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|Case Number:||Civil Case 33 of 2004|
|Parties:||GEOFFREY NDIRANGU, VERONICA NZEMBI, JACOB NZOVIA, JONATHAN MALAVU, MOHAMED SHUME & SARAH MAILU v CHAIRMAN OF MARIAKANI JUA KALI ASSOCIATION, COMMISSIONER OF LANDS, ATTORNEY GENERAL & MOHAMED MURISA|
|Date Delivered:||27 Nov 2009|
|Court:||High Court at Mombasa|
|Judge(s):||Jackton Boma Ojwang|
|Citation:||GEOFFREY NDIRANGU & 5 others v CHAIRMAN OF MARIAKANI JUA KALI ASSOCIATION & 3 others  eKLR|
|Disclaimer:||The information contained in the above segment is not part of the judicial opinion delivered by the Court. The metadata has been prepared by Kenya Law as a guide in understanding the subject of the judicial opinion. Kenya Law makes no warranties as to the comprehensiveness or accuracy of the information|
THE CHAIRMAN OF MARIAKANI JUA KALI ASSOCIATION..….1ST DEFENDANT
THE COMMISSIONER OF LANDS…………….……………………2ND DEFENDANT
THE ATTORNEY GENERAL…………………………..…………….3RD DEFENDANT
MOHAMED MURISA…………………………………………………4TH DEFENDANT
RULING ON A PRELIMINARY OBJECTION
The substantive matter before the Court at this stage was the plaintiffs’ Chamber Summons application of 26th June, 2007 brought under Orders 1, rule 8 and XXXIX rule 1 of the Civil Procedure Rules, and s. 3A of the Civil Procedure Act (Cap. 21, Laws of Kenya). After the filing of that application on 27th June, 2007 M/s. Kalama Katana & Co. Advocates filed their notice of appointment as advocates for 1st and 4th defendants (dated 3rd September, 2007).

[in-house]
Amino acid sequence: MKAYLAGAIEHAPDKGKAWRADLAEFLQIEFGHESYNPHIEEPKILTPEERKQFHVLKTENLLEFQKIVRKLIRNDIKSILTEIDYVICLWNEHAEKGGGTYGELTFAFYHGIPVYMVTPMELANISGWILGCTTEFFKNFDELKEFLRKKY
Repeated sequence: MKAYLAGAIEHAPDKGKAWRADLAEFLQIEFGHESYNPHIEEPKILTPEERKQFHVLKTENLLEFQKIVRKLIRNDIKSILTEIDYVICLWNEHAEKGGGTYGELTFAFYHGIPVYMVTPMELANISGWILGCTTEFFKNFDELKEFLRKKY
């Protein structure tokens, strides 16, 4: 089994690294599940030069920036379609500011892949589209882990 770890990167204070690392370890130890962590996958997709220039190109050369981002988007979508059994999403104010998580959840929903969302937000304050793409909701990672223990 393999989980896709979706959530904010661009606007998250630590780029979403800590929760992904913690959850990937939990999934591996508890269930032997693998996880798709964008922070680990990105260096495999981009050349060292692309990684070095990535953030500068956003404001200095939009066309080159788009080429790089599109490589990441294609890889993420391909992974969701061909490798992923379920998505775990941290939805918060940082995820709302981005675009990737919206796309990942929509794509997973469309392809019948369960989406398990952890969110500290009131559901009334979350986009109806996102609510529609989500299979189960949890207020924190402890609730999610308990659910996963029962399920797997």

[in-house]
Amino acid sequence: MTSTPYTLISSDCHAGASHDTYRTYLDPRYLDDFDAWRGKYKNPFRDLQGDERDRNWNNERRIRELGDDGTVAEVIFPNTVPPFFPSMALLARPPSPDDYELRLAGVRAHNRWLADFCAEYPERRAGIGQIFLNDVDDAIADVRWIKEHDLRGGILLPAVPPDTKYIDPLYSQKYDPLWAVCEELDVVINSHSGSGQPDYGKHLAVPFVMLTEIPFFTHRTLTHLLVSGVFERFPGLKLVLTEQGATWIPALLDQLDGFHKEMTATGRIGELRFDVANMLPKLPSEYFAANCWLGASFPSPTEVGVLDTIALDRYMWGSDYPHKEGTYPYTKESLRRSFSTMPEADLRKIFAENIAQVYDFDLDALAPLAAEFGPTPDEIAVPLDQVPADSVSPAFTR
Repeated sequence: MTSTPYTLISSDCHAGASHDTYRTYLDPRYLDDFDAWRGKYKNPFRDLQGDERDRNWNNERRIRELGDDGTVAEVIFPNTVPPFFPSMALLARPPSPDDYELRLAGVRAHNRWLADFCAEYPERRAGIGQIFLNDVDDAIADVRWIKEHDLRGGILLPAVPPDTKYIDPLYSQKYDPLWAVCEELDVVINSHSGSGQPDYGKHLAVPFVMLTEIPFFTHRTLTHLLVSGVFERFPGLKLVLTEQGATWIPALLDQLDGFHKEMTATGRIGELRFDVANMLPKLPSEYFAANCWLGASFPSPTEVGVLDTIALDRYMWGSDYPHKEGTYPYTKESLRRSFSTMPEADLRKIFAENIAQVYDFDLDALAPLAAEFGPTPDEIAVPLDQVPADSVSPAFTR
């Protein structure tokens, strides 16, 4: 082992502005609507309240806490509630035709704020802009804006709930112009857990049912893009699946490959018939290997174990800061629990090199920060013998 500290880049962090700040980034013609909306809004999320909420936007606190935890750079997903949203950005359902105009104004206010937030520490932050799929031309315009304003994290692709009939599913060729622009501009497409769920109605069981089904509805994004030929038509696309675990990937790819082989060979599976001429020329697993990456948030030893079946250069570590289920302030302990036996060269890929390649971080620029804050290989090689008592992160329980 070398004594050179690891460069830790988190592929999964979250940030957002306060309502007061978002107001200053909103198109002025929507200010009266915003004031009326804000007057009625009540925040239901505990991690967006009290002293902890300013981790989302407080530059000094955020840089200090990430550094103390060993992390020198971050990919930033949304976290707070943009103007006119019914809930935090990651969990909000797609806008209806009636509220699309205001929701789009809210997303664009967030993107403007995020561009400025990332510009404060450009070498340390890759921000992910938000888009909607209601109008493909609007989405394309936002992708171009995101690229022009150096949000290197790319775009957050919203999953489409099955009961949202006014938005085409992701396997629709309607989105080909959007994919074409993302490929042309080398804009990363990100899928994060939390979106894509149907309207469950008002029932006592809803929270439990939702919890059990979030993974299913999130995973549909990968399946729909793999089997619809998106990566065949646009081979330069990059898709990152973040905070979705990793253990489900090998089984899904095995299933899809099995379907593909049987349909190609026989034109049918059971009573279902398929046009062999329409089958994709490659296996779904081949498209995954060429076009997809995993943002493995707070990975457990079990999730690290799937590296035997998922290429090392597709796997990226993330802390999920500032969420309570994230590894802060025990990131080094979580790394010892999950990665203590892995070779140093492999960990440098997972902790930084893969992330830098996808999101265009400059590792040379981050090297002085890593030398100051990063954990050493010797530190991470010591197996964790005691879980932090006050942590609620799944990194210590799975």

On 11th April, 2008 M/S. Kalama Katana & Co. Advocates invited M/S. J. O. Magolo & Co. Advocates (for the plaintiffs) and the Hon. The Attorney General to the Civil Registry for a fixing of hearing date. A similar call for the taking of hearing dates at the Registry was later (9th July, 2009) made by the advocates for the plaintiff who, however, did not invite M/S. Kalama Katana & Co. Advocates; instead they invited M/s Madzayo & Mrima Advocates, and the state law office, for the fixing of a hearing date on 14th July, 2009.
On 15th September, 2009 Mr. Mwangi Njoroge, the Principal Litigation Counsel in the Attorney-General’s Office, filed a “notice of appointment” which stated: ”TAKE NOTICE that the 1st and 4th defendants [the chairman of Mariakani Jua Kali Association, and Mohammed Murisa respectively] herein [have] appointed the Honourable [The] Attorney-General to act for them in this matter in place of [M/S] Kalama Katana & Co. Advocates”. On that basis, the said Chief Litigation Counsel, on 18th September, 2009 filed his invitation to the plaintiffs’ advocates to attend at the Civil Registry on 22nd September, 2009 for the purpose of taking a hearing date.
The foregoing events mark the background to the preliminary objection which counsel for the plaintiff raises. The question is whether the Attorney-General can come on record as representing the Chairman of Mariakani Jua Kali Association (1st defendant), and one Mohamed Murisa (4th defendant). In a suit involving Government as well as private bodies, is it permissible for the Attorney-General to act for one of the private parties? Learned counsel, Mr. Magolo urged that neither 1st nor 4th defendant was a Government officer, and so the Attorney-General could not appear in Court as their legal representative. Counsel submitted that the gravamen in the main cause was not being attributed to anyone acting as a public officer – and therefore there was no basis for the Attorney-General to appear as the representative of 1st and 4th defendants. In counsel’s words: “The Attorney-General, in those circumstances, cannot turn into a private advocate and act for them”.
Mr. Magolo submitted that the Commissioner of Lands and the Attorney-General were sued as parties, and that they were alleged to have given out land irregularly and that this does not grant the Attorney-General leave to represent the person alleged to have been the recipient of the land irregularly given out.